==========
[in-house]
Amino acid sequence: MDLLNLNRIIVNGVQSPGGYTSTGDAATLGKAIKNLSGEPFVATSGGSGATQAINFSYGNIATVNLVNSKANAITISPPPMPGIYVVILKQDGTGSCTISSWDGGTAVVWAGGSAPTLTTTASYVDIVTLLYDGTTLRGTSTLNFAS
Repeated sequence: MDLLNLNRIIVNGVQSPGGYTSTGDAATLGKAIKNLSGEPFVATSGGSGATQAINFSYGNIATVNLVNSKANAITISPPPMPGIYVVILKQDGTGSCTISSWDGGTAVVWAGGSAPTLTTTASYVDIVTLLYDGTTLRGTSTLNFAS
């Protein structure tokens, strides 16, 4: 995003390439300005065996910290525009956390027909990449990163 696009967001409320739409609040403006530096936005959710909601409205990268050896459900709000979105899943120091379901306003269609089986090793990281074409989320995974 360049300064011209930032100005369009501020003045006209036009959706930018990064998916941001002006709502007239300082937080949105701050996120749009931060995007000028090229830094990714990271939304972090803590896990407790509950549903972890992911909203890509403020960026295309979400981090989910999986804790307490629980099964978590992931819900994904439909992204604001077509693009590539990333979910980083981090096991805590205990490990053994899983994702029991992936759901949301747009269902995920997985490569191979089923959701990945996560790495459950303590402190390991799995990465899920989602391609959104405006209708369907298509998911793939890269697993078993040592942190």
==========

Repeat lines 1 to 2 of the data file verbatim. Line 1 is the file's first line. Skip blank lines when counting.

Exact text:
[in-house]
Amino acid sequence: MDLLNLNRIIVNGVQSPGGYTSTGDAATLGKAIKNLSGEPFVATSGGSGATQAINFSYGNIATVNLVNSKANAITISPPPMPGIYVVILKQDGTGSCTISSWDGGTAVVWAGGSAPTLTTTASYVDIVTLLYDGTTLRGTSTLNFAS